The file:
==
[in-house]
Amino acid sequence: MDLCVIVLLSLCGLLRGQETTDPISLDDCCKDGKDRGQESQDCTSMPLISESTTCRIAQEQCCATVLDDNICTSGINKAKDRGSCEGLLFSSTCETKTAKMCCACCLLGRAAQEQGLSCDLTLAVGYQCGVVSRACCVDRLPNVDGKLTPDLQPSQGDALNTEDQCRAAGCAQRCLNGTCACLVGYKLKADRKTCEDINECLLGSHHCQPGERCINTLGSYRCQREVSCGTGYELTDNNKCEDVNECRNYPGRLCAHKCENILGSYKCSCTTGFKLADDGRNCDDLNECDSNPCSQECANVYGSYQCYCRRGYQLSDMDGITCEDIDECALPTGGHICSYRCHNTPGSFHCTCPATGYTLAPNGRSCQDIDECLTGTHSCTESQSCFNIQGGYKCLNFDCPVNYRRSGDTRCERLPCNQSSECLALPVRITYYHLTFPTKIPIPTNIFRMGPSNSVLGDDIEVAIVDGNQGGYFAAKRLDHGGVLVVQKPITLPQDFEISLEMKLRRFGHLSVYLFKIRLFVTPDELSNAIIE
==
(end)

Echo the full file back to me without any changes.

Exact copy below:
[in-house]
Amino acid sequence: MDLCVIVLLSLCGLLRGQETTDPISLDDCCKDGKDRGQESQDCTSMPLISESTTCRIAQEQCCATVLDDNICTSGINKAKDRGSCEGLLFSSTCETKTAKMCCACCLLGRAAQEQGLSCDLTLAVGYQCGVVSRACCVDRLPNVDGKLTPDLQPSQGDALNTEDQCRAAGCAQRCLNGTCACLVGYKLKADRKTCEDINECLLGSHHCQPGERCINTLGSYRCQREVSCGTGYELTDNNKCEDVNECRNYPGRLCAHKCENILGSYKCSCTTGFKLADDGRNCDDLNECDSNPCSQECANVYGSYQCYCRRGYQLSDMDGITCEDIDECALPTGGHICSYRCHNTPGSFHCTCPATGYTLAPNGRSCQDIDECLTGTHSCTESQSCFNIQGGYKCLNFDCPVNYRRSGDTRCERLPCNQSSECLALPVRITYYHLTFPTKIPIPTNIFRMGPSNSVLGDDIEVAIVDGNQGGYFAAKRLDHGGVLVVQKPITLPQDFEISLEMKLRRFGHLSVYLFKIRLFVTPDELSNAIIE